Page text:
“Sancrau”, the assonance with “sauerkraut” is clear and this is indeed a cabbage dish: Savoy cabbage cooked with garlic, anchovies and vinegar.
I have not been able to ascertain whether this is the Italian version of sauerkraut (as some sources claim) or if the name is just a coincidence – however, a savoury, robust dish this is for sure. My Piedmontese friends tell me it is THE typical, homely contorno to cotechino in their native Piemonte, even if online sources claim it is from Liguria: both could well be right because Piemonte and Liguria share a border. Oddly enough, I have not found any reference to it in any of my books.
The vinegary, garlicky, slightly fishy taste of sancrau goes well with roasted or boiled meat but also with a parmesan and butter mash, with unadorned polenta or with plain, steamed potatoes. The chopped up leftovers can go into a frittata, a very satisfying one. Occasionally, I have also added a handful of sultanas at the beginning or some un-toasted pinenuts at the end. I have also seen a version (where no source is mentioned though) where crumbled amaretti biscuits are sprinkled on top: I have not tried it, but I like the sound of it.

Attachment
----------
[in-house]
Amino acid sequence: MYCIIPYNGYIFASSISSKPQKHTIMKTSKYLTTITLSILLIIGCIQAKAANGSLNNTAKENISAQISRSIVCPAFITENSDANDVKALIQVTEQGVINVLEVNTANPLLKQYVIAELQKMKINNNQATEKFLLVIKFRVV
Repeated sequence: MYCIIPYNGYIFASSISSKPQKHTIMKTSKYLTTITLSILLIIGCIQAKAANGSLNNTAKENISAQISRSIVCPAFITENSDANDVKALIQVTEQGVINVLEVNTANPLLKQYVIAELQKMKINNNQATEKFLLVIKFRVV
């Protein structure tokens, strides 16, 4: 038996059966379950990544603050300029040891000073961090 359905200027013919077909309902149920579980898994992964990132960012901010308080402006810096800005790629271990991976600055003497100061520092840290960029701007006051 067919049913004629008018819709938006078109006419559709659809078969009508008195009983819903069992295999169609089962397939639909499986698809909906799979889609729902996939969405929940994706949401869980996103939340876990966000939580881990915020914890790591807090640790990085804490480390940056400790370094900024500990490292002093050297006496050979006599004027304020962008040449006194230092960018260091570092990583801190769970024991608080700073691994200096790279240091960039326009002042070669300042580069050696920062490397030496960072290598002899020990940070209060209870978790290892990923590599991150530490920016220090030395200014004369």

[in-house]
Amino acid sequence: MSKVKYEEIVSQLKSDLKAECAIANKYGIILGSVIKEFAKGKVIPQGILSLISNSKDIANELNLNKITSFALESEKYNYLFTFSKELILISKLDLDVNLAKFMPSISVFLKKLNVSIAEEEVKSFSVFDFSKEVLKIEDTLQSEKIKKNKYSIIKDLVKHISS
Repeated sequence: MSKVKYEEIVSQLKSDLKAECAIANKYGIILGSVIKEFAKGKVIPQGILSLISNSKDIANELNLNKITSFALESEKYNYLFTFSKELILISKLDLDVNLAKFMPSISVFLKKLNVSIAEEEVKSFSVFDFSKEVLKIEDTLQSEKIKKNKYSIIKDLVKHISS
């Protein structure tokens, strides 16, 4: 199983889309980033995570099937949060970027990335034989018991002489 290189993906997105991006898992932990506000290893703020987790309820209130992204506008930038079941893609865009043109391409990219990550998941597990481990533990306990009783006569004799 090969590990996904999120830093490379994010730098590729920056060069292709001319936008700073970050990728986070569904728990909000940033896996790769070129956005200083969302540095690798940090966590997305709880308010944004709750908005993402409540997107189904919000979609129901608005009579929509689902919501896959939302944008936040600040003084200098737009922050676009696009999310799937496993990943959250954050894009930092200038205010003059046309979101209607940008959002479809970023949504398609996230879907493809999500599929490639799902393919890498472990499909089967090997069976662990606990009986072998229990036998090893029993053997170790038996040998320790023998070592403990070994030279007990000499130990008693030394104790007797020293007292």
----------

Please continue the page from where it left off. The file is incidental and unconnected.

The use of anchovies is traditional but my fifty-something Piedmontese friend told me that his mum never used them: as usual, one recipe, endless variations. Sancrau is a North Italian, winter dish and I feel butter makes the best and most appropriate cooking fat.
This is how I prepare sancrau:
Thinly slice one Savoy cabbage (1 kg, approximately). Wash, drain and spin/pat it dry. Sweat one sliced onion and a couple of cloves of garlic, finely chopped, in a generous knob of butter – a wide terracotta/earthenware pot would be ideal for this. The heat is low, the casserole is covered and the vegetables must barely colour. When the onion is really tender, add 4-6 fillets of anchovies preserved in oil and let them melt gently.
Add the cabbage, raise the heat and toss it well in this fishy-garlicky butter. After a few minutes, lower the heat and simmer, partially covered, for about 20 minutes. Now add a tumbler of white wine vinegar, about 100 ml. Let it bubble away a little, cover, and simmer for about 45 minutes, stirring occasionally. By the end the cabbage should be fairly dry.
I think it is better after it has rested a little, reheating it when needed.